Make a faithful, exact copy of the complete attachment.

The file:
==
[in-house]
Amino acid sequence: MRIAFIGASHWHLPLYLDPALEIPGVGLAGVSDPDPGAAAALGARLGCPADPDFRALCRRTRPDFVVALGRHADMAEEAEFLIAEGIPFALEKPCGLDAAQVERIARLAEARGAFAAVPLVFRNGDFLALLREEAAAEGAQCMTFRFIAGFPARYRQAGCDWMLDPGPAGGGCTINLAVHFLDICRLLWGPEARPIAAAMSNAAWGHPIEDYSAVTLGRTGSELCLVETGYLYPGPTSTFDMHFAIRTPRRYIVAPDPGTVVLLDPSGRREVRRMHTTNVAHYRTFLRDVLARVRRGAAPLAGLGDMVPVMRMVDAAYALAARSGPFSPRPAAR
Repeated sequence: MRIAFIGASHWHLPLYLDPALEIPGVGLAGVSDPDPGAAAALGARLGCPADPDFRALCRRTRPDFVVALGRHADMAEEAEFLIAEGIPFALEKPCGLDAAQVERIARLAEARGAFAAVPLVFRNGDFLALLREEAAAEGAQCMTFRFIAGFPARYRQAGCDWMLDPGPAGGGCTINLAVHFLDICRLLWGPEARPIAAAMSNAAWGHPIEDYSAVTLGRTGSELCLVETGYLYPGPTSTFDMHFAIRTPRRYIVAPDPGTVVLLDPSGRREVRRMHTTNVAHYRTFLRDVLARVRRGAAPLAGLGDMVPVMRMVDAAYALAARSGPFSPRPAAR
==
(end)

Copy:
[in-house]
Amino acid sequence: MRIAFIGASHWHLPLYLDPALEIPGVGLAGVSDPDPGAAAALGARLGCPADPDFRALCRRTRPDFVVALGRHADMAEEAEFLIAEGIPFALEKPCGLDAAQVERIARLAEARGAFAAVPLVFRNGDFLALLREEAAAEGAQCMTFRFIAGFPARYRQAGCDWMLDPGPAGGGCTINLAVHFLDICRLLWGPEARPIAAAMSNAAWGHPIEDYSAVTLGRTGSELCLVETGYLYPGPTSTFDMHFAIRTPRRYIVAPDPGTVVLLDPSGRREVRRMHTTNVAHYRTFLRDVLARVRRGAAPLAGLGDMVPVMRMVDAAYALAARSGPFSPRPAAR
Repeated sequence: MRIAFIGASHWHLPLYLDPALEIPGVGLAGVSDPDPGAAAALGARLGCPADPDFRALCRRTRPDFVVALGRHADMAEEAEFLIAEGIPFALEKPCGLDAAQVERIARLAEARGAFAAVPLVFRNGDFLALLREEAAAEGAQCMTFRFIAGFPARYRQAGCDWMLDPGPAGGGCTINLAVHFLDICRLLWGPEARPIAAAMSNAAWGHPIEDYSAVTLGRTGSELCLVETGYLYPGPTSTFDMHFAIRTPRRYIVAPDPGTVVLLDPSGRREVRRMHTTNVAHYRTFLRDVLARVRRGAAPLAGLGDMVPVMRMVDAAYALAARSGPFSPRPAAR